New method for generating magnetic vortex

Magnetic vortices, so-called skyrmions, are regarded as the hope of a more efficient storage technique and are being intensively researched. Scientists have now discovered a method for generating skyrmions that can be integrated directly into the memory chip and works reliably up to the gigahertz range. They have generated the small nano vertebrae by means of short current pulses at predetermined locations and then moved in a controlled manner. By holography with X-rays, they have the skyrmions imaged and directly detected. Participants included the Max Born Institute for Nonlinear Optics and Short Pulse Spectroscopy (MBI), the Massachusetts Institute of Technology (MIT) and other German research institutions. The research results appeared in "Nature Nanotechnology".

Scientists have produced skyrmions using sandwich structures of platinum, a magnetic alloy of cobalt, iron and boron, and magnesium oxide. Dr. MIT explains: "Due to the spin-reverb effect, a quantum mechanical effect, and a special interaction of the atoms at the interfaces of the materials, skyrmions can be selectively generated by current pulses, which is directly possible in so-called racetrack structures at predetermined points, which is essential for controlled data writing. " The racetrack structures are nanometer-thin wires of stacked magnetic materials. The researchers were able to pinpoint the exact location of the magnetic vortex by adding a small additional narrowing in the wire.

The fact that the special skyrmion magnetic vortices were actually generated and pushed into the racetrack wire with another current pulse was proven by the scientists at the German electron synchrotron DESY in Hamburg using X-rays. "X-ray holography makes it extremely sensitive to detect these very small magnetic structures, so the magnetization vertebrae can be imaged with a resolution of about 20 nanometers," explains Dr. med. Bastian Pfau, one of the scientists of the MBI team.

The scientists have been able to follow in their investigations how skyrmions are generated with individual current pulses, which are then moved with further pulses. It was important to understand the basic processes: what happens in the few nanometer thin layers of the material and at the interfaces, when single short current pulses with a duration in the range of nanoseconds are passed through the material? How do electrons from the platinum layer during the current pulses affect the magnetization in the adjacent cobalt alloy to form skyrmions with a certain sense of rotation? For this purpose, the team has compared its observations with micromagnetic simulations, in which the processes are simulated in the computer. "These insights into the microscopic mechanism will decisively help us to further develop the concepts and materials for future data storage technologies," says Büttner.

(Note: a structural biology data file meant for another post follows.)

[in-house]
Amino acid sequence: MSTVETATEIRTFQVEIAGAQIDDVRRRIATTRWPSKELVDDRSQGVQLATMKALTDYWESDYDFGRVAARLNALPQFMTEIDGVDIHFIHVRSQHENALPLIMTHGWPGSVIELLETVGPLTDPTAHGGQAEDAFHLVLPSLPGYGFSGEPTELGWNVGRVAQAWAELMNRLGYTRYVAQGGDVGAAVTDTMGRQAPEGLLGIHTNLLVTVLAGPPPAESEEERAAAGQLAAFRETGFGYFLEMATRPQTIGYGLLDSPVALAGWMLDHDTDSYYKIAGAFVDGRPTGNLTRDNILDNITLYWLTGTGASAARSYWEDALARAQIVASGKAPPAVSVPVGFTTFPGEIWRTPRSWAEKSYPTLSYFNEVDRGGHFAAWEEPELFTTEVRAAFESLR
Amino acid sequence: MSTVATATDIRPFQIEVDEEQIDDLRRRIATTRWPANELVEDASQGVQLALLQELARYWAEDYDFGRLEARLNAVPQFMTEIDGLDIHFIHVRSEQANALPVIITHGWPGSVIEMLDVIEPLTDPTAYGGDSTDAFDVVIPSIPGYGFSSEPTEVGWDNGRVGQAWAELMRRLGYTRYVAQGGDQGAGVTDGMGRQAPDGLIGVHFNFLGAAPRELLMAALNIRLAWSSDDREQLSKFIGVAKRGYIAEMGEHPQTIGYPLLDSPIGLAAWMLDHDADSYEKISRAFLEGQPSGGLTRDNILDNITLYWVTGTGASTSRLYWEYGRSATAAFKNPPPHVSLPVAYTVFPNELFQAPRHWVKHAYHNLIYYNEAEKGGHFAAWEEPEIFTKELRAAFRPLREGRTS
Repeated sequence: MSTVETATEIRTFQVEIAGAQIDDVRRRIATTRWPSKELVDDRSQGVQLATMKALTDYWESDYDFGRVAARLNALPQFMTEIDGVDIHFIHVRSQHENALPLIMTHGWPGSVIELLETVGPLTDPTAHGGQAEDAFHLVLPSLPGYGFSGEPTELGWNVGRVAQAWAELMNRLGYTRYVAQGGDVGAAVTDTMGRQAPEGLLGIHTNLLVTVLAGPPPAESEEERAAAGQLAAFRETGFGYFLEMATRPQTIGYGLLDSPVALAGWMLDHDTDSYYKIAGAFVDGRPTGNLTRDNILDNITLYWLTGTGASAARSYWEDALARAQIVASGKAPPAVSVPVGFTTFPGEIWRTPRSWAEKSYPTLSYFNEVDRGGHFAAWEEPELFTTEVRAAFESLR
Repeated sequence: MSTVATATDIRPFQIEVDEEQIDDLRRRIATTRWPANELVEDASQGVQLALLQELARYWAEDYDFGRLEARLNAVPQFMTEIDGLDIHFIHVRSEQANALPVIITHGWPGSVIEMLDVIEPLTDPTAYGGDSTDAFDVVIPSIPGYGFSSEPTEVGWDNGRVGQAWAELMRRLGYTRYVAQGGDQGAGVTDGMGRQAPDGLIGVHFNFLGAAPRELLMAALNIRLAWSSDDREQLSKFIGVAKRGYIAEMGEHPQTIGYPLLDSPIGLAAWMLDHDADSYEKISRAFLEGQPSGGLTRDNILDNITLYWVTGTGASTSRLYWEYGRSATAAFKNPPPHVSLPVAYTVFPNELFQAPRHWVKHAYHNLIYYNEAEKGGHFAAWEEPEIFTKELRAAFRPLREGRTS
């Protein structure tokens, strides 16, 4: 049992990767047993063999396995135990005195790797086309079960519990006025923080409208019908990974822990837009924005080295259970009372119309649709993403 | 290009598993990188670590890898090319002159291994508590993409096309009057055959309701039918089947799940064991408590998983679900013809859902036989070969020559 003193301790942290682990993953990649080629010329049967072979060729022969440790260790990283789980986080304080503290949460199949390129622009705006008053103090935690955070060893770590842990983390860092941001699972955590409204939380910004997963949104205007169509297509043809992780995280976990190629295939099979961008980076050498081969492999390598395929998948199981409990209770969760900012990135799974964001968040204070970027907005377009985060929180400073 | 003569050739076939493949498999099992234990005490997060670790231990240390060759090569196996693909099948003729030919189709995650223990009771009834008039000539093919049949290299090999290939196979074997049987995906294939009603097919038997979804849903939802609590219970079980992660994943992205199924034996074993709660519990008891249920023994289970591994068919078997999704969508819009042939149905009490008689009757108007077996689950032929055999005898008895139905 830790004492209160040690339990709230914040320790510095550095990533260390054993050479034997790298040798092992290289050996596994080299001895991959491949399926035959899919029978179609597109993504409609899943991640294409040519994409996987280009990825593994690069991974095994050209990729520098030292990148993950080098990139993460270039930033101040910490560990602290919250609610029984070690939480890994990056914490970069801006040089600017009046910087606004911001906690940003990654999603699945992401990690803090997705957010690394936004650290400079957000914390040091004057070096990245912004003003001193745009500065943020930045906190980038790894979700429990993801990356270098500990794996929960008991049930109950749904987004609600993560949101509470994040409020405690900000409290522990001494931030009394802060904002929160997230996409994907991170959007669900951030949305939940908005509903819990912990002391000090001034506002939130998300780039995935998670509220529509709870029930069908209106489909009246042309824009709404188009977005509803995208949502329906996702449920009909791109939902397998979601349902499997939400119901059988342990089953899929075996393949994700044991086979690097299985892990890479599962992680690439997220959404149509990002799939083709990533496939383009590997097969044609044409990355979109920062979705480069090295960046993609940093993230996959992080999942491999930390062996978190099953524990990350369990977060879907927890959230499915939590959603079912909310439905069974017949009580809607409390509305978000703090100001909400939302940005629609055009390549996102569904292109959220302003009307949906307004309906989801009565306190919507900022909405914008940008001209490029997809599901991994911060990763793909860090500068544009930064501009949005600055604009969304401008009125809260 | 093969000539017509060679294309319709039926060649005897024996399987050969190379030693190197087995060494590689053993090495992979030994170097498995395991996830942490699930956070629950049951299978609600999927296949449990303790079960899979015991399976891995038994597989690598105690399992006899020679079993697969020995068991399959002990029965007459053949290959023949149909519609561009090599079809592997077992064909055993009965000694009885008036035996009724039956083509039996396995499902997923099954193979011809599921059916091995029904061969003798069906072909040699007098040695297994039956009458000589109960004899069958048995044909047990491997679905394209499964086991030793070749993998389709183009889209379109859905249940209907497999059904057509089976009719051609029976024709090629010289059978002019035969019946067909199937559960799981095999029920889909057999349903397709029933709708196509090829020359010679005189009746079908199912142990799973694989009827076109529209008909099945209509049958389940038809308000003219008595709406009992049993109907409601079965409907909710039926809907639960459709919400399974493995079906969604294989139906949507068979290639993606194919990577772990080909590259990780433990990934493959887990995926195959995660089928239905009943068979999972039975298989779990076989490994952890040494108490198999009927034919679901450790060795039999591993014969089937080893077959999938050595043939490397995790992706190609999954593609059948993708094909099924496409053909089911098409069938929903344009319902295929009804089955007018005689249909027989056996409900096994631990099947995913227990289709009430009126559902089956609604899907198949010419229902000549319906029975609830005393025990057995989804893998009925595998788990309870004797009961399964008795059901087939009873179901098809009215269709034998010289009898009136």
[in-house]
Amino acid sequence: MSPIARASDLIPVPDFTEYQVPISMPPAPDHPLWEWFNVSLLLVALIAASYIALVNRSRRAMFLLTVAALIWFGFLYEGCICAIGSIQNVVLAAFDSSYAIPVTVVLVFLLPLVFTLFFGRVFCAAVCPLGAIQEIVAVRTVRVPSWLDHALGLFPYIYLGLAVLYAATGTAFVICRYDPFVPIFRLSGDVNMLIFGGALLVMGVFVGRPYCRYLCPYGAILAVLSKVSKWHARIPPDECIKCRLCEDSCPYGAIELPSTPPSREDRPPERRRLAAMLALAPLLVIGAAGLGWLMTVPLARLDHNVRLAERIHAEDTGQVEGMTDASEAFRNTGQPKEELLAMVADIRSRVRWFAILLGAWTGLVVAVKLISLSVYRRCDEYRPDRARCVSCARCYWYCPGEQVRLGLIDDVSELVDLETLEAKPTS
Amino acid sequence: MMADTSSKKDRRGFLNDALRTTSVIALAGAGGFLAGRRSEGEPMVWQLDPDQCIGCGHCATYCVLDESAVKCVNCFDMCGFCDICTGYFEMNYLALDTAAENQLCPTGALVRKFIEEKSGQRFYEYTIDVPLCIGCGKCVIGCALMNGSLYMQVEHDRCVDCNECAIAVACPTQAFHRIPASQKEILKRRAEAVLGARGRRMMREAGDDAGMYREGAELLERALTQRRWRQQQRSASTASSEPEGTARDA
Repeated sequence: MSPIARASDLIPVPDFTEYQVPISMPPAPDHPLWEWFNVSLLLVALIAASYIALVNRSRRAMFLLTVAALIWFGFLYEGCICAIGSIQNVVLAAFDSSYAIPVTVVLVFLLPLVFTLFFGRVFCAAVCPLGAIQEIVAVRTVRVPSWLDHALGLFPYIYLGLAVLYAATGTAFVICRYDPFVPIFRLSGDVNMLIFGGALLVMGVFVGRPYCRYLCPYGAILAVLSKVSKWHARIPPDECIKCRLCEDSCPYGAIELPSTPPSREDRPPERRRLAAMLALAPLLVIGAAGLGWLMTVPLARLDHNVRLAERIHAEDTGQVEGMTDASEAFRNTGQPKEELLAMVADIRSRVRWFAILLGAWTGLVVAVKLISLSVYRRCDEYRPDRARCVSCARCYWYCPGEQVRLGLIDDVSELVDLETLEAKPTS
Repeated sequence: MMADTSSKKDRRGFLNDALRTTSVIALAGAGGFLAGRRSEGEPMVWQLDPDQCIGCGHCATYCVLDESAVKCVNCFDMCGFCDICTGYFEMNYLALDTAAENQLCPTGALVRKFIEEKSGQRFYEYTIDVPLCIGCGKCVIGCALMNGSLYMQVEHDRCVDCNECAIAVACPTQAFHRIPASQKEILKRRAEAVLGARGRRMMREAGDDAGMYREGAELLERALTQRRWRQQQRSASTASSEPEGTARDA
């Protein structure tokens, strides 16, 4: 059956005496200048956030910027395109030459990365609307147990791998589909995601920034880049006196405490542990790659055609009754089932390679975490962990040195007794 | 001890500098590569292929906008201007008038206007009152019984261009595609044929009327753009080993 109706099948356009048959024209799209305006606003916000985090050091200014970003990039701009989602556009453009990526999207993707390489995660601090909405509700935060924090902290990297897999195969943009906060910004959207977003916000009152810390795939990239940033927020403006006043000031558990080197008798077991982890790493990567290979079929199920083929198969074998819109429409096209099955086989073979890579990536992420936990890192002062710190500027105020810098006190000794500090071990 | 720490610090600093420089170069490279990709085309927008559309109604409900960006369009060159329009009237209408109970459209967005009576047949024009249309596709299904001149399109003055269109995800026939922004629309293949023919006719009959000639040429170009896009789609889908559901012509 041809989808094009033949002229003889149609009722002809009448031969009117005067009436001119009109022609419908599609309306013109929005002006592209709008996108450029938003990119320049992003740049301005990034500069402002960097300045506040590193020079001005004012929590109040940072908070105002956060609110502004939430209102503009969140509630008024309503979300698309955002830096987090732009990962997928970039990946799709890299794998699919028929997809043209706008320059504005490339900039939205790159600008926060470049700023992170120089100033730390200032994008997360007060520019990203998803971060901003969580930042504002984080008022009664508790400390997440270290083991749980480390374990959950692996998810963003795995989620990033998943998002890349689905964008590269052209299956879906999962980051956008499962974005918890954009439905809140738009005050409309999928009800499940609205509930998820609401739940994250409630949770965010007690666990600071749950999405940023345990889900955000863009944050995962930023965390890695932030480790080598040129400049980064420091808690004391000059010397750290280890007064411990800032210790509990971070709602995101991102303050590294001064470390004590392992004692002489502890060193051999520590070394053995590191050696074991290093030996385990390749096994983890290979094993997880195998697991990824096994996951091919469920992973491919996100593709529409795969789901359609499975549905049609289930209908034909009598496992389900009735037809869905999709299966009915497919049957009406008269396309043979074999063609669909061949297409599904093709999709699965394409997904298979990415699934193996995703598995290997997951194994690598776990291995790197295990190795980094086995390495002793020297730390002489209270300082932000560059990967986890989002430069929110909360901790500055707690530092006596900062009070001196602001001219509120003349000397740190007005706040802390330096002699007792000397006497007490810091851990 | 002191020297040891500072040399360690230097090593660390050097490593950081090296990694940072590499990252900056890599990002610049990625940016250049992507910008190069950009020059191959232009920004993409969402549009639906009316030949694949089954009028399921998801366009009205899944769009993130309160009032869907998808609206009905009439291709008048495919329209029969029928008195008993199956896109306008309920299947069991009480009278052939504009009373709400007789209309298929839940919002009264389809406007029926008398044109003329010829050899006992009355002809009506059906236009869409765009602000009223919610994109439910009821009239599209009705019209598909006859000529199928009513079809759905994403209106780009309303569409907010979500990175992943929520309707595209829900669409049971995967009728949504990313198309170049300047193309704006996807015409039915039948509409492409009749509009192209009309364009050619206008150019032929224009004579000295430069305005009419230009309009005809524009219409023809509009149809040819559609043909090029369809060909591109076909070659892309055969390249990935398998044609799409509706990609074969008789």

Fig. 1: Schematic representation of a racetrack wire. This consists of a stack of 45 layers, each only about a nanometer in diameter. The scheme shows only three of the 45 layers. Skyrmions (shown in blue) are created in this special material system behind the bottleneck created by the slots when strong current pulses are sent through the wire. The skyrmions can then be moved along with other weak current pulses for storage along the wire. The presence or absence of a skyrmion then encodes a bit "1" or "0". In the background a section of an x-ray hologram can be seen, as the researchers have recorded to depict the skyrmions. (Graphic: Moritz Eisebitt)

Save data in three dimensions

"Our data is in the cloud" - whoever says that sometimes forgets that the data is ultimately stored on hard drives, in large data centers of companies like Google and Facebook. The individual data bits are stored in the magnetization of thin magnetic films. The bits are written with a mechanically moving read / write head with magnetic field pulses on a fast rotating disk, the actual hard disk. In order to be able to store more data in the same space in the future, scientists are working on moving from this inherently two-dimensional storage method to a three-dimensional method. In such so-called racetrack memories, the bits should also be stored as magnetization patterns, but now in a wire-like structure. There they can be read and written like on a racetrack - hence the name - very quickly. In contrast to today's hard disks, the writing and shifting of the bits should only be done with the help of very short current pulses and therefore the use of moving parts should be avoided altogether. Since the racetrack wires, like many parallel straws, can be packed tightly in three dimensions, significantly higher storage densities would be possible.

A candidate for the representation of single bits are the nanometer-small vortices in the magnetization of the magnetic material, the skyrmions. They fascinate the researchers because they can be moved by electricity and are very stable. The presence or absence of a skyrmion would then represent bits "0" and "1" in the future. In order to produce individual skyrmions in a controlled manner, however, up to now very expensive equipment was necessary - the current research results show a new path here.

Original publication

Field-free deterministic ultrafast creation of magnetic skyrmions by spin–orbit torques

F. Büttner, I. Lemesh, M. Schneider, B. Pfau, C. M. Günther, P. Hessing, J. Geilhufe, L. Caretta, D. Engel, B. Krüger, J. Viefhaus, S. Eisebitt, G. S. D. Beach

Nature Nanotechnology 12 (2017) 1040–1044